But according to a roster developed by The Baltimore Banner and cross-checked with multiple people with knowledge of the agency, the office will soon be down to fewer than 135 prosecutors. Zy Richardson, spokeswoman for the State’s Attorney’s Office, said officials were still working Monday to count the number of prosecutors on staff. She said they will not share their number ahead of a hearing on the office budget. She declined to comment further.

“The attrition rate is catastrophic. And no one outside of the office seems to be aware,” said one prosecutor, speaking on the condition of anonymity for fear of retaliation.



MTA Unveils Seven East-West Transit Options for Baltimore; Public Input Sought
by Bruce DePuyt
Published June 2 in Maryland Matters

Excerpt: When Gov. Lawrence J. Hogan Jr. pulled the plug on the Red Line in 2015, he slammed the long-planned Baltimore project, calling it a “wasteful boondoggle.” The nearly $1 billion in federal funding that Maryland had secured to build the rail line was returned to the U.S. Treasury for use elsewhere.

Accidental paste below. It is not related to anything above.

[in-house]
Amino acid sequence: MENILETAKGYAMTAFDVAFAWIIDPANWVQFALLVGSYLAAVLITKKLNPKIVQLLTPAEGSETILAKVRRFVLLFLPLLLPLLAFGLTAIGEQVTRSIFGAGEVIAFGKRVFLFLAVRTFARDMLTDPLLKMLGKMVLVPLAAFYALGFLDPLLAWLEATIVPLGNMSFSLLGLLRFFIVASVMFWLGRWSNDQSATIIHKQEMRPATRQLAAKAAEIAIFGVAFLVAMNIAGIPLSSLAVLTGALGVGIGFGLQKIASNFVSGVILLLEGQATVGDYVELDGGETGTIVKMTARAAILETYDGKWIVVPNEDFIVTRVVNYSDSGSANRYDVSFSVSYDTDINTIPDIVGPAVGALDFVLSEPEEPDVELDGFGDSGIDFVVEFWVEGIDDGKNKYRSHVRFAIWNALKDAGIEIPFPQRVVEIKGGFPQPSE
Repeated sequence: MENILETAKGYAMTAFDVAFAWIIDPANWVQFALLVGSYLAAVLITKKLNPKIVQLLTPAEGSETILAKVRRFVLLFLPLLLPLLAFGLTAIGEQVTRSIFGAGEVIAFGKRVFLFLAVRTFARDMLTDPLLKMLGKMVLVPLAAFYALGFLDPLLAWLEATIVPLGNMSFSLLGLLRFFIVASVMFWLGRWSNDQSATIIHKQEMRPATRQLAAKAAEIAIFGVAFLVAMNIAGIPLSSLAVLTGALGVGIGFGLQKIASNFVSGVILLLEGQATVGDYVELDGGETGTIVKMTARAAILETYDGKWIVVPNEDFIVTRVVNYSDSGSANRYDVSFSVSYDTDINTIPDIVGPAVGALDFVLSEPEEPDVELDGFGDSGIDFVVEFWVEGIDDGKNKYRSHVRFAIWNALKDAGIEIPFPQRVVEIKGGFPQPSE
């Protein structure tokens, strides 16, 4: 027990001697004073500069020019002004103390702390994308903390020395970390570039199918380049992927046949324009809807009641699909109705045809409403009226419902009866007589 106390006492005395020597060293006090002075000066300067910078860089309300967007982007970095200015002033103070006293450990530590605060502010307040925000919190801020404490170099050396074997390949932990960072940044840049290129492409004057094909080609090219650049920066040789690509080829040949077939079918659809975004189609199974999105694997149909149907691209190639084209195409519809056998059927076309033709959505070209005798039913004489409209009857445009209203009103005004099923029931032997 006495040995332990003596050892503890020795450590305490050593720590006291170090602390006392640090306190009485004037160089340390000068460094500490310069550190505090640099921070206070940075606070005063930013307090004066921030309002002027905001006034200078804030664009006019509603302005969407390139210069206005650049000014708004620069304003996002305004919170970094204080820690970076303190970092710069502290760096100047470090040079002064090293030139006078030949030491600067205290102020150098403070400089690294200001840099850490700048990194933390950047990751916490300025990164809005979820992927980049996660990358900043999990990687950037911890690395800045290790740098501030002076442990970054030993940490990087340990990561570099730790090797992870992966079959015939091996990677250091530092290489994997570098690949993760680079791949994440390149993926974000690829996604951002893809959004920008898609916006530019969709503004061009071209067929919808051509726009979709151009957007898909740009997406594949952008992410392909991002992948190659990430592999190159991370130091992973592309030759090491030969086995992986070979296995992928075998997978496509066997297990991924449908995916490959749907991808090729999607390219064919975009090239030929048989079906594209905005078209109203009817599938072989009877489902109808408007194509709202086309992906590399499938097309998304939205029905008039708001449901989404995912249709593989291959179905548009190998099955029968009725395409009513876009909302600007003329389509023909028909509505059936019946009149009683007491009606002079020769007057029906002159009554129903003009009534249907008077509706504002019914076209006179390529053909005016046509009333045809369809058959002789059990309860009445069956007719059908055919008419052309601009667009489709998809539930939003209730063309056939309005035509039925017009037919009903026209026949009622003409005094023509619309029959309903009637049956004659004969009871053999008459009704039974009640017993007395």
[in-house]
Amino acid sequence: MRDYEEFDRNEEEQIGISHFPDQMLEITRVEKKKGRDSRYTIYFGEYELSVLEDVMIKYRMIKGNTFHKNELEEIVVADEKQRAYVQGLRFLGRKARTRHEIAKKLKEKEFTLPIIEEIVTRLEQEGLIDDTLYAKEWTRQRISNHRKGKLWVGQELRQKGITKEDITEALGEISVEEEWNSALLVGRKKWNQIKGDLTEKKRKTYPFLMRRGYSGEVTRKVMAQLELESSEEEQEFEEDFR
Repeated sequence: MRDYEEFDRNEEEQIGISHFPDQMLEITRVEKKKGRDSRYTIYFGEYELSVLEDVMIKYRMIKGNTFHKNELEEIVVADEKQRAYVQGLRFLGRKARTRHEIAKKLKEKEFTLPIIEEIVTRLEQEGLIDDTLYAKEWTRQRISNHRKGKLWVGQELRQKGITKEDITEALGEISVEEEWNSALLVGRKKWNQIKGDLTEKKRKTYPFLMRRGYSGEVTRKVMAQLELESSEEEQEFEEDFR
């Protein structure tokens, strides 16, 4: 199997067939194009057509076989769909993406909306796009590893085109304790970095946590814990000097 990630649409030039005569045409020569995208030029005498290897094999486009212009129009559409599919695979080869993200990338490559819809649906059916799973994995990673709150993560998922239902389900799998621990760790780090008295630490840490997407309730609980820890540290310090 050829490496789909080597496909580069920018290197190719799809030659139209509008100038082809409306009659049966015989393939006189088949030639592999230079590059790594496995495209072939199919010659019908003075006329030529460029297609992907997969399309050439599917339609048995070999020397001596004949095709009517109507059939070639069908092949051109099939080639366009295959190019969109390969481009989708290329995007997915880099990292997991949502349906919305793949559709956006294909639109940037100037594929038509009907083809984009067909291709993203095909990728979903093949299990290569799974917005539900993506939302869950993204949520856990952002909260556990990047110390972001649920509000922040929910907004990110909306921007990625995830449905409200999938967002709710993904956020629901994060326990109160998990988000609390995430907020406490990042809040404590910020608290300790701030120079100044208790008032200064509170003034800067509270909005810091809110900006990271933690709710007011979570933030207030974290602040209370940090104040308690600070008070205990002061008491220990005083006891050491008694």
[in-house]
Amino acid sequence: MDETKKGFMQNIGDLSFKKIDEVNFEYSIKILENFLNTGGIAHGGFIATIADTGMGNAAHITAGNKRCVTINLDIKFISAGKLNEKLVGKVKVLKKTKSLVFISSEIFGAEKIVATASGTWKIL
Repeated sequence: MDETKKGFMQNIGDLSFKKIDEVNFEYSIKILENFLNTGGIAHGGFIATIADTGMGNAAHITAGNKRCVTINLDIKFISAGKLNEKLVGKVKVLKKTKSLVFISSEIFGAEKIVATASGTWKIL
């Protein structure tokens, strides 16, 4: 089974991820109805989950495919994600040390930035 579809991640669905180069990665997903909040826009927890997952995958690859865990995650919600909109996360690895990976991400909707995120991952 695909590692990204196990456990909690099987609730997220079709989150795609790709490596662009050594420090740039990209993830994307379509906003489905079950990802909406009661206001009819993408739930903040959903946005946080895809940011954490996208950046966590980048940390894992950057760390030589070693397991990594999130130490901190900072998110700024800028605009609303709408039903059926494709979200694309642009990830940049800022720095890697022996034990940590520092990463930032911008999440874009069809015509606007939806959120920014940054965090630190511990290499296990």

Seven years later, the Maryland Transit Administration has unveiled a new set of transit options that would serve the Baltimore region in similar ways. The agency hopes the public will study the options and offer comments.

Transit advocates said the new study will offer the state’s new governor and legislature a fresh start. They say the lack of reliable mass transit is holding the region back economically.

The seven alternatives vary in length, cost, time for construction, the communities served, the number of stops they would make, and how many car trips they would supplant.

In an interview, MTA Administrator Holly Arnold called the release of the feasibility study “a pretty major step” in advancing the state’s Central Maryland Regional Transit Plan. While no single line can serve everyone, she acknowledged, a well-planned rail system can help people get where they need to go.



National Aquarium releases rehabilitated juvenile grey seal Louis Armstrong, will track behavior
by Marcus Dieterle
Published June 8 in Baltimore Fishbowl

Excerpt: Although a grey seal named Louis Armstrong began his musical career as more of a solo act, staff at the National Aquarium hope he will find fellow song-loving seals after returning to the ocean Friday.

Louis, who gained his nickname for his loud trumpeting style of communication, was released after 14 weeks of rehabilitation at the National Aquarium’s Animal Care and Rescue Center (ACRC) for injuries to his face and flipper.

Louis was rescued at Assateague Island National Seashore and soon after arrived at the ACRC on Feb. 26.

At just a few weeks old weighing 35 pounds, the young seal was without a mother to provide nutrition and support.

The National Aquarium cared for Louis, who arrived at the ACRC severely dehydrated, and eventually taught him to swim and forage for his food on his own.



Header Image: still from The Wire